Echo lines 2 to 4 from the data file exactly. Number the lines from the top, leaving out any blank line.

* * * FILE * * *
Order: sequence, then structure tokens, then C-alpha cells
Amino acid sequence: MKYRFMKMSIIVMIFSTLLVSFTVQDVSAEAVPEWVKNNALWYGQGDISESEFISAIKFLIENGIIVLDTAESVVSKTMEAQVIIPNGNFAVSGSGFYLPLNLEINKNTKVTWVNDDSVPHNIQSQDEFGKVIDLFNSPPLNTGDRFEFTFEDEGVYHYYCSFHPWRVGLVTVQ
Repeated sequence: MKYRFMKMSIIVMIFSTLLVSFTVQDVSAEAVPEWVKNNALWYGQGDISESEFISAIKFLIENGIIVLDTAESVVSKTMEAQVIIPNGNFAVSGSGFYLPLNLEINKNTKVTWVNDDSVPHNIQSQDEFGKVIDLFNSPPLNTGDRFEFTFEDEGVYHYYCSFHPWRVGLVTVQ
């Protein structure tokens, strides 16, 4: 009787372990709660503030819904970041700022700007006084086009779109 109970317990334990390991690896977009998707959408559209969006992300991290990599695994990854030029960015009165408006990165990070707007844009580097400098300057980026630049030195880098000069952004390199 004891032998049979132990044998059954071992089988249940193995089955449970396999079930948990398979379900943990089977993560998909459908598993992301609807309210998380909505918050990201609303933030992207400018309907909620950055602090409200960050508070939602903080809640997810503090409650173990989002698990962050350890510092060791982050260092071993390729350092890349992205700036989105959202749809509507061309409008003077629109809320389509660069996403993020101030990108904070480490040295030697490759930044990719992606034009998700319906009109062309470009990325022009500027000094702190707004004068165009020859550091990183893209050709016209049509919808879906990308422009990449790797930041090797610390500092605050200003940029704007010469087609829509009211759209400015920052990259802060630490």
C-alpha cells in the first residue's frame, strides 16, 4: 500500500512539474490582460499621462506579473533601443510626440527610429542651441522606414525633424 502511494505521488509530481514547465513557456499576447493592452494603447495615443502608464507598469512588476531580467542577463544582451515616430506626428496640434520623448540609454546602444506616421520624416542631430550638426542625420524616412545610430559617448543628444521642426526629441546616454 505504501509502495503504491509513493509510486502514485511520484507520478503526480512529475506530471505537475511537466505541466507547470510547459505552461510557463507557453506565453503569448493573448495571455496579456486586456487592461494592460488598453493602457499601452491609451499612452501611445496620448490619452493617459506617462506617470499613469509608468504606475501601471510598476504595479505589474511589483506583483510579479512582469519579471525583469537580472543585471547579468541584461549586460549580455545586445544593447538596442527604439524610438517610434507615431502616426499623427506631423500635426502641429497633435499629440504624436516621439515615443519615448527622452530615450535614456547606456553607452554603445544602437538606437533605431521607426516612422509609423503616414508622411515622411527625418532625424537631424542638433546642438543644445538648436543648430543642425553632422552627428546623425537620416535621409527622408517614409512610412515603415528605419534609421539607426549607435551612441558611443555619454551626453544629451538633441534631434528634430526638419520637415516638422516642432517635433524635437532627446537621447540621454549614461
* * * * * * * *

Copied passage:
Amino acid sequence: MKYRFMKMSIIVMIFSTLLVSFTVQDVSAEAVPEWVKNNALWYGQGDISESEFISAIKFLIENGIIVLDTAESVVSKTMEAQVIIPNGNFAVSGSGFYLPLNLEINKNTKVTWVNDDSVPHNIQSQDEFGKVIDLFNSPPLNTGDRFEFTFEDEGVYHYYCSFHPWRVGLVTVQ
Repeated sequence: MKYRFMKMSIIVMIFSTLLVSFTVQDVSAEAVPEWVKNNALWYGQGDISESEFISAIKFLIENGIIVLDTAESVVSKTMEAQVIIPNGNFAVSGSGFYLPLNLEINKNTKVTWVNDDSVPHNIQSQDEFGKVIDLFNSPPLNTGDRFEFTFEDEGVYHYYCSFHPWRVGLVTVQ
């Protein structure tokens, strides 16, 4: 009787372990709660503030819904970041700022700007006084086009779109 109970317990334990390991690896977009998707959408559209969006992300991290990599695994990854030029960015009165408006990165990070707007844009580097400098300057980026630049030195880098000069952004390199 004891032998049979132990044998059954071992089988249940193995089955449970396999079930948990398979379900943990089977993560998909459908598993992301609807309210998380909505918050990201609303933030992207400018309907909620950055602090409200960050508070939602903080809640997810503090409650173990989002698990962050350890510092060791982050260092071993390729350092890349992205700036989105959202749809509507061309409008003077629109809320389509660069996403993020101030990108904070480490040295030697490759930044990719992606034009998700319906009109062309470009990325022009500027000094702190707004004068165009020859550091990183893209050709016209049509919808879906990308422009990449790797930041090797610390500092605050200003940029704007010469087609829509009211759209400015920052990259802060630490």